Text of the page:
Baby Broccoli (sprouts!)

Care of Amy Symington If you are looking for the food that provides the absolute most nutrition bang for your buck, you must meet the mighty broccoli sprout. These powerful little guys pack a mean nutritional punch and you can grow them in your own home for minimal investment! Seeds cost only a couple dollars to grow massive amounts of greens right in your own kitchen (or office, or living room,   really anywhere!) making them a great winter produce option. You have probably heard that the cruciferous veggies of the world (broccoli, cauliflower, cabbage, brussels sprouts etc) are incredibly healthy. This is thanks in part to a compound called sulforaphane, which has been the center of much cancer research. Sulforaphane actually improves the liver’s ability to detoxify toxic compounds in the body, including carcinogens (cancer causers).  As confirmed by several studies, this compound means cruficerous vegetables protect against many types of cancer, especially that of the breast. Because of this, cruciferous vegetables are considered some of the most nutrient-dense plants on Earth. Recently, researchers have discovered that the sprouts of these veggies can contain up to 100 times the amount of sulforaphane as fully matured vegetables. This is especially true… Read More

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10 Easy Ways to Use Sprouts

Care of Lisa Pitman   Photo care of Vegan Cookbook Critic 1. Add fresh sprouts to any salad or rice bowl to boost the nutritional profile. 2. Dump a handful of green sprouts (e.g. sunflower sprouts) into a fruit smoothie to satisfy your greens quotient. 3. Make your own Essene or Manna bread by combining sprouted wheat berries, a drizzle of olive oil and your favourite flavour additions (raisins, cinnamon, nuts, seeds, etc.). Bake small loaves slowly at a low heat in your oven or dehydrator. 4. Enjoy sprouted quinoa or sprouted lentils as the base of a hearty summer salad. 5. Stuff a handful of sprouts into a whole wheat pita with roasted veggies and hummus for a protein-packed lunch. 6. Wander over to your local juice-bar for a shot of wheatgrass sprouts. 7. Use sprouted flax or chia as the base for an Omega-rich cracker. 8. Enrich your favourite smoothie with extra protein by the powder of ground sprouts – lentil, flax, chia, pea (you can make your own or use a commercial source like Vega). 9. Puree green sprouts into your favourite dips – hummus, white bean, nuts – to add fresh flavour. Read More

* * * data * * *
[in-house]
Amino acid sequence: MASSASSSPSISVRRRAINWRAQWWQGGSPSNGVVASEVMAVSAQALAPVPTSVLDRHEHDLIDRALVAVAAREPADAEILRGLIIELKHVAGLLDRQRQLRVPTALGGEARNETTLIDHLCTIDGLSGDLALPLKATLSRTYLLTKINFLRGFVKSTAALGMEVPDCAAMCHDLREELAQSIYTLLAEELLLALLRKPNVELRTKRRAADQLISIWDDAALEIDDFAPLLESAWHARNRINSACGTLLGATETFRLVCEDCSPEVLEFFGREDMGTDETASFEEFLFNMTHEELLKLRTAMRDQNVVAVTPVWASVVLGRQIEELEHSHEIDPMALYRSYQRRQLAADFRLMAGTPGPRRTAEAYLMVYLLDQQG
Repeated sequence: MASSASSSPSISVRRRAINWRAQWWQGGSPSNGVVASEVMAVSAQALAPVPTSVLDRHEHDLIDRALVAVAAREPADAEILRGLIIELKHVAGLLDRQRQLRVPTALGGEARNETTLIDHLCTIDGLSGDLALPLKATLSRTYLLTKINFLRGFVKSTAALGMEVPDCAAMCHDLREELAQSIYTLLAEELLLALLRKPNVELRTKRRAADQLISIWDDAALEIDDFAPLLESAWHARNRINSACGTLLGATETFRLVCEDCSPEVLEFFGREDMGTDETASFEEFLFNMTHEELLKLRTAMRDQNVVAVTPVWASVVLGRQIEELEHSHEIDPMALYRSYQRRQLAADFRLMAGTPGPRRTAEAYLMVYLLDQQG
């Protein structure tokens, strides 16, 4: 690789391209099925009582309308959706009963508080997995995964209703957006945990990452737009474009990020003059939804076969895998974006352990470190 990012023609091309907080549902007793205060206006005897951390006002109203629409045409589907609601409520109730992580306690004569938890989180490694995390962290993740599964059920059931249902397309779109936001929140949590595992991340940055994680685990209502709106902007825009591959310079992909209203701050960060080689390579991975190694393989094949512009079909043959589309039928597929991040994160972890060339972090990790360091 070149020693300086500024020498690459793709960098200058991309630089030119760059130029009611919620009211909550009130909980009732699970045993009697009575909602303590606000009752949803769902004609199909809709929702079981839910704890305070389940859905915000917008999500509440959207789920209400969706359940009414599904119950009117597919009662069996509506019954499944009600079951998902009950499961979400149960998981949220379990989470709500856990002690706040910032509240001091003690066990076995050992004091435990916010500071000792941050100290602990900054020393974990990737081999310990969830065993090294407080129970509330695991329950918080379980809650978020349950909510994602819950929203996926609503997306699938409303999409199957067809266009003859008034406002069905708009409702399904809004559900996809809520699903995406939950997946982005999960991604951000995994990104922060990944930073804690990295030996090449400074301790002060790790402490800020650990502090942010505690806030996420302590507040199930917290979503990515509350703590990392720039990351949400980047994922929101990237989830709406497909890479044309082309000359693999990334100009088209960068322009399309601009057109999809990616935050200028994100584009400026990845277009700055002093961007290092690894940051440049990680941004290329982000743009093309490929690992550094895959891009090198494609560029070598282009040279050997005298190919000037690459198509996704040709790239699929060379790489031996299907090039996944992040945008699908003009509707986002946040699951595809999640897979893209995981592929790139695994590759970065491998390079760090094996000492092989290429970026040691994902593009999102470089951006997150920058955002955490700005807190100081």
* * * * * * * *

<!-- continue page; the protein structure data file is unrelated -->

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Food of the Month: Super Sprouts

Care of Amy Symington  Sprouting has become a tremendously popular pastime and is right up there hobby-wise with growing your own herbs. They are as versatile as herbs and fortunate for us, have a whole lot more to offer in terms of nutrients too. Sprouts can come from a variety of different legumes and grains; anything from mung beans to lentils to barley is fair game; the most popular and illustrious sprout of course being the alfalfa. Be warned though that some legumes or grains aren’t meant for sprouting and can be hazardous to your health, such as kidney beans. Thankfully instructional guides come with at-home sprouting devices that can lead you to blissfully safe sprouting. However, if the parental duty of sprouting your own doesn’t sound like a walk in the garden to you, then hit up your local market or grocery store and they will more than likely have a few tasty types to select from. Why eat your sprouts? Nutritionally speaking sprouts are bursting with goodness, packed with digestible fibre, proteins, amino acids, Vitamin A, C, D and E, B vitamins, antioxidants and phytochemicals, most of which help with damaged cell repair and protect us from illnesses… Read More

Filed under: Eat Veg elifelines Food of the Month Nutrition